There's one stray reference in the book, which caught my eye, because I've been interested for over a decade in the difference between maps and models as ways to understand the world. I call myself Mapper on this blog for a reason.
I hadn't head of Kokko before, but I thought this was interesting. The reason I find the topic so fascinating is that I have sat many times in meetings with senior economic officials - or even more often, their more academic staff - who argue that to think clearly about a situation you need a model in your head, if only to ensure consistency. For most economists, this tends to be linked to some version of Milton Friedman's as-if methodology, which says that the test of a model is not the realism of its assumptions, but the accuracy of its predictions. Simplification and abstraction from reality is what constitutes explanation, and anything else is mere muddle.
The Finnish scientist Hanna Kokko likens building a statistical or predictive model to drawing a map. It needs to contain enough detail to be helpful and do an honest job of representing the underlying landscape—you don’t want to leave out large cities, prominent rivers and mountain ranges, or major highways. Too much detail, however, can be overwhelming to the traveler, causing him to lose his way. As we saw in chapter 5 these problems are not purely aesthetic. Needlessly complicated models may fit the noise in a problem rather than the signal, doing a poor job of replicating its underlying structure and causing predictions to be worse. But how much detail is too much—or too little? Cartography takes a lifetime to master and combines elements of both art and science. It probably goes too far to describe model building as an art form, but it does require a lot of judgment. Ideally, however, questions like Kokko’s can be answered empirically. Is the model working? If not, it might be time for a different level of resolution.
Of course, this automatically counts out the value of studying history, which has been largely excluded from the mainstream of education in the discipline for fifty years (despite some good work). Mathematical models have reigned supreme. Optimization subject to constraints is the center of thinking. It is far narrower than even "theory", as it imposes essentially aesthetic constraints on what a theory should be, I.e. mathematically elegant.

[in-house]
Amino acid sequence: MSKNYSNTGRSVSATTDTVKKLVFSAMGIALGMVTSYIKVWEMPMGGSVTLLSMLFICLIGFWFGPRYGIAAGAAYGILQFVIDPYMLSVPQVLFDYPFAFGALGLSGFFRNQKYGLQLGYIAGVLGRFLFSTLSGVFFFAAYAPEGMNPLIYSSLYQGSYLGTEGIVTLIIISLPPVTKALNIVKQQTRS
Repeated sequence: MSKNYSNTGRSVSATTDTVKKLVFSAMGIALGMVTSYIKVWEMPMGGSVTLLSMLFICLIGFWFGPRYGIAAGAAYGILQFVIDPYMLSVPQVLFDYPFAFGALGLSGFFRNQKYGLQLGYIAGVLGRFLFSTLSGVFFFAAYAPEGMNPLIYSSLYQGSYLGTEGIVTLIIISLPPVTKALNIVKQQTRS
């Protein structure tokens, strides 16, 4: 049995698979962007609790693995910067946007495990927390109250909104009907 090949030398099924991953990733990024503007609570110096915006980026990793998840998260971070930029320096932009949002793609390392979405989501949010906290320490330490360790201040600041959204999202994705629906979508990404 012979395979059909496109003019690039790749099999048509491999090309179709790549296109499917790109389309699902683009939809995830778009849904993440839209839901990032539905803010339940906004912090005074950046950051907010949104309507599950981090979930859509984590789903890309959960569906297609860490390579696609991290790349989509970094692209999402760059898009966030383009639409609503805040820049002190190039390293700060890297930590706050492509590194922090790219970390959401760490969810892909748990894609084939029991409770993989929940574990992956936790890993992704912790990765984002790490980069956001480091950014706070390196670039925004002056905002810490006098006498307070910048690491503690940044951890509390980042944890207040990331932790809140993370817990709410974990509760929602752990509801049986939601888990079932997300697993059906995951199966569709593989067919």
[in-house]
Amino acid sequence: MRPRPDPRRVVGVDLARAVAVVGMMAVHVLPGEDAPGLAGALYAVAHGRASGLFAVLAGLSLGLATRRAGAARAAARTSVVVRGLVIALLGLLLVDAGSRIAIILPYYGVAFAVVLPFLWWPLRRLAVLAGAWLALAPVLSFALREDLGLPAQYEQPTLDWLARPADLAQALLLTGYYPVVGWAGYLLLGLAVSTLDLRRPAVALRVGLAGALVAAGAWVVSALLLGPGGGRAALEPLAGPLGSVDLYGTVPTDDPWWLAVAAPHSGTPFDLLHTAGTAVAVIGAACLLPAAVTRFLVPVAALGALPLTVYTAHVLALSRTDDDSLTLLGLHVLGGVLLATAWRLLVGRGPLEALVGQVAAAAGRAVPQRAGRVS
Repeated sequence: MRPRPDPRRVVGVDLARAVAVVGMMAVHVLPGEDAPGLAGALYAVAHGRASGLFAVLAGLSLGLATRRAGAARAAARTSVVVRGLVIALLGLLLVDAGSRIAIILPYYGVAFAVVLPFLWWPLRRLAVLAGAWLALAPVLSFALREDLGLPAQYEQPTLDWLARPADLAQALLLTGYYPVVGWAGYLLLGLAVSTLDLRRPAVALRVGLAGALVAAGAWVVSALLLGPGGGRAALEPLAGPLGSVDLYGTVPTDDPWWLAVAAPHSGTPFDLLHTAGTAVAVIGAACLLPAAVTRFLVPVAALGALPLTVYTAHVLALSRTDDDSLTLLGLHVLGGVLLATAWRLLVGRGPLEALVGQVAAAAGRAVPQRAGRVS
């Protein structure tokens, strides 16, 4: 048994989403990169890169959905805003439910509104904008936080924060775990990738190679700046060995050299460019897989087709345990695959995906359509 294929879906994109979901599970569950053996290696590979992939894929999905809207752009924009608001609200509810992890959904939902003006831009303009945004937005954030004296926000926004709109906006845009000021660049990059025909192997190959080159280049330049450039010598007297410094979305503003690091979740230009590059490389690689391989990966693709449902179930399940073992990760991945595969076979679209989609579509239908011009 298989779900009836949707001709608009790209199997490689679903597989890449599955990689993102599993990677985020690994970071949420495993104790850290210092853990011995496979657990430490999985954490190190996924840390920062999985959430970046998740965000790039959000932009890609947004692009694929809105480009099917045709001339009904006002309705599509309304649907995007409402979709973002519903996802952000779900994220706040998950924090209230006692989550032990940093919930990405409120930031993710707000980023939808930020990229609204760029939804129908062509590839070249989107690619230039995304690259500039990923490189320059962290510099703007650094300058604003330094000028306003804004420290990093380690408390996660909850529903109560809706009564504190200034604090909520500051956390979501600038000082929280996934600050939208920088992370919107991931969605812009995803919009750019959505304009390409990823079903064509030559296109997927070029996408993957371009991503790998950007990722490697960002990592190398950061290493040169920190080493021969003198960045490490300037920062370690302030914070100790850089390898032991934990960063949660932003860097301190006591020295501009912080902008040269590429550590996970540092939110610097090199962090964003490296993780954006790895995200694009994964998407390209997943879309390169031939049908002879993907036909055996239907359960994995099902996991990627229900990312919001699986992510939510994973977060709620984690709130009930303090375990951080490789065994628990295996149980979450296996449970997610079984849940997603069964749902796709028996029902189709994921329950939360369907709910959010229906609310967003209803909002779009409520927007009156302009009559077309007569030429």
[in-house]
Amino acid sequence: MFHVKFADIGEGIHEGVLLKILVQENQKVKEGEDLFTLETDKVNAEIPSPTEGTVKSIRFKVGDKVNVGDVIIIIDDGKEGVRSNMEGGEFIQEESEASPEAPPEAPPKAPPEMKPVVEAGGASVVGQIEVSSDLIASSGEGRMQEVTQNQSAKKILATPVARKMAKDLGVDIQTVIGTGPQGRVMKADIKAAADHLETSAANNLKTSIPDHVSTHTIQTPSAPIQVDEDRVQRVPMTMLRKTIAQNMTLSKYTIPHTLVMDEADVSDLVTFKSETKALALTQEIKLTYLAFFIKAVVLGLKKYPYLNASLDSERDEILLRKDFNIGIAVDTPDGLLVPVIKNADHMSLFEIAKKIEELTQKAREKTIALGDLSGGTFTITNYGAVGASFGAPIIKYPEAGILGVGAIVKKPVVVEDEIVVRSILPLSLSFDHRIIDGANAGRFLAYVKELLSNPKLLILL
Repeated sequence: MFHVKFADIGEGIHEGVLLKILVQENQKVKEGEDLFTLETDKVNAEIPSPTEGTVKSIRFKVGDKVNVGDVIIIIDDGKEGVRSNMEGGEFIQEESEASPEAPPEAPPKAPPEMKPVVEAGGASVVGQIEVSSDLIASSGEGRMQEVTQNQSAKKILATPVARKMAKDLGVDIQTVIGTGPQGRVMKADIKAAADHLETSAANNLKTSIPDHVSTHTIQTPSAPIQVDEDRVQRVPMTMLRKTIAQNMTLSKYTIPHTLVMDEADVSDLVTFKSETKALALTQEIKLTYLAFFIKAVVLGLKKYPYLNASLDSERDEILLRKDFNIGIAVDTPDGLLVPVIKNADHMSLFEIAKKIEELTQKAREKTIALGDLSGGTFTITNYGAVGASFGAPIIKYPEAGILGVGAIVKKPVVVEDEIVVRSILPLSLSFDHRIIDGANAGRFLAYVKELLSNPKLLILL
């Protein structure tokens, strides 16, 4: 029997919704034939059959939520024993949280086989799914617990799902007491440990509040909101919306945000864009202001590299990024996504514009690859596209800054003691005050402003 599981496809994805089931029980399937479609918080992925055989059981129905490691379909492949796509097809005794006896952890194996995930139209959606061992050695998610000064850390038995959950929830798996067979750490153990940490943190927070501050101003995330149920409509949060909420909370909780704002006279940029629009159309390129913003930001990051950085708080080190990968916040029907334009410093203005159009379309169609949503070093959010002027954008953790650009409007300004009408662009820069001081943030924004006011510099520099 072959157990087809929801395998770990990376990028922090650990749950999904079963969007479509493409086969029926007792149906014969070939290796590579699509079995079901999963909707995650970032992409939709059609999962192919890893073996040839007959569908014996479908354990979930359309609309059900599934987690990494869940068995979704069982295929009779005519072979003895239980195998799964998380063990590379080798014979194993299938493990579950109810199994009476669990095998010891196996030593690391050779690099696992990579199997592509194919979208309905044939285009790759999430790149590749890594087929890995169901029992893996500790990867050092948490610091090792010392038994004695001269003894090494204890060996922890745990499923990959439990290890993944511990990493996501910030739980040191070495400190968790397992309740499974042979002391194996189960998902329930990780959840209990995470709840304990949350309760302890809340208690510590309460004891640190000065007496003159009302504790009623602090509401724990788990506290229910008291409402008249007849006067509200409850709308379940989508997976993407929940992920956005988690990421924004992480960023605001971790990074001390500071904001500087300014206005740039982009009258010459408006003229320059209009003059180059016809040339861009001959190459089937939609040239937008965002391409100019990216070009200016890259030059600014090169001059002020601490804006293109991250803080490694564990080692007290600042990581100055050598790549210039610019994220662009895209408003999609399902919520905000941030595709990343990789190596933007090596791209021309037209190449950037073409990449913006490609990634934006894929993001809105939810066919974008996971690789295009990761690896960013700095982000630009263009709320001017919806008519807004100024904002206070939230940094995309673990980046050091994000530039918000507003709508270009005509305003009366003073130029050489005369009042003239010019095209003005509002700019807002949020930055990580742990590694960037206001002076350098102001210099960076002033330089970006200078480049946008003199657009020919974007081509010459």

It also is dangerously overreliant on consistency. You need to be consistent to be fully rational in your choices, of course, in a narrow sense. But consistency is no guarantee of truth. You can be consistently wrong. And many actual problems are about reconciling different objectives or opposing views. Compromise in this sense is bound to be somewhat inconsistent with someone's basic principles. It is also real life.
However, the most important point is the economic modeling perspective is also a very naive way to think about useful abstraction. A map is an abstraction too, but it tends to be much more useful for most purposes than a mathematical model. Many policy problems are in fact much more like "how to get from A to B" than " maximize X subject to Y".
In particular, maps are much more focused on specific purposes. If I want to get from New York to Albany, I look at a standard road atlas or Google maps. If I want to see where shale gas deposits may lie, I want a geological map of New York State. If I want to sail up the Hudson to Albany, I want a chart which shows sandbanks and shoals and traffic lanes in the river.
In other words, purpose is much more intrinsically present in a map than a mathematical model using aggregate economic statistics or optimization assumptions.
Add to that, as Kokko says, the scale and resolution which are inherent to maps. You abstract away what you don't need. He is right here, but both Silver and Kokko are wrong in a larger sense. The point is not that there is an art to building models so they are , by analogy, a little more like maps with a correct level of detail. It is that maps and models are wholly different ways to understand reality.
Maps are much more suited to seeing risks. The kind of generalized abstraction in a model will not help you avoid the specific rock which is just below the surface as you enter harbor, but the right chart will. A map will show you the massive mountain chain or desert or unfordable river in your way. It will show the paths and cliffs and hazards. A model won't.
So thinking in terms of surveying a specific landscape for specific important features for a specific purpose is just as disciplined an intellectual exercise as developing an abstract model to predict, and much more useful. It can also be a much better predictor of some kinds of problem (eg how long it will take to get to Albany.)
Maps help you see what is actually there, rather than "explain" it in some ultimate universal way. We most often don't need a general theory of roads. We just want to find our way home. Models will predict, but maps will show you the right way. If you want to climb a mountain you are better off bringing a topo map than an abstract mathematical model of paths.
Silver's book is all about prediction, but the more general human problem in decision-making is which way do I go? What is the right direction? Where are the hazards? We need maps more than universalized explanations in most situations. We need a survey of the actual landscape with a particular purpose in mind.
Ways of seeing what is really there are the main way we will develop and make progress. Too much modelling often prevents us from doing that, by distracting people towards the mathematically elegant and tractable, the thin universal rather than the thick description of specifics, and the quantifiable and obvious rather than the danger that lurks in the details.